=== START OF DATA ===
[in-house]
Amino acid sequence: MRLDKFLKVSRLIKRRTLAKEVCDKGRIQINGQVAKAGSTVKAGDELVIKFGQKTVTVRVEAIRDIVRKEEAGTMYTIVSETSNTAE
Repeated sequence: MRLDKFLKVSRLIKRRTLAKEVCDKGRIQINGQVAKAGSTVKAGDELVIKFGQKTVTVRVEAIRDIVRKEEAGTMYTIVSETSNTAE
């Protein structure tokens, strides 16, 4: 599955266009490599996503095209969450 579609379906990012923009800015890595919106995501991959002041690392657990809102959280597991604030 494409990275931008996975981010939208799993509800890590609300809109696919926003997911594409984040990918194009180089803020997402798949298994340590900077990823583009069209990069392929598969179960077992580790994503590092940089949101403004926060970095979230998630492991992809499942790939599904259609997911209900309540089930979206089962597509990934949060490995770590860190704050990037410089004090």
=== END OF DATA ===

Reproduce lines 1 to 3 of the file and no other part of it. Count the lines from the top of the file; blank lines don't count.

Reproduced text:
[in-house]
Amino acid sequence: MRLDKFLKVSRLIKRRTLAKEVCDKGRIQINGQVAKAGSTVKAGDELVIKFGQKTVTVRVEAIRDIVRKEEAGTMYTIVSETSNTAE
Repeated sequence: MRLDKFLKVSRLIKRRTLAKEVCDKGRIQINGQVAKAGSTVKAGDELVIKFGQKTVTVRVEAIRDIVRKEEAGTMYTIVSETSNTAE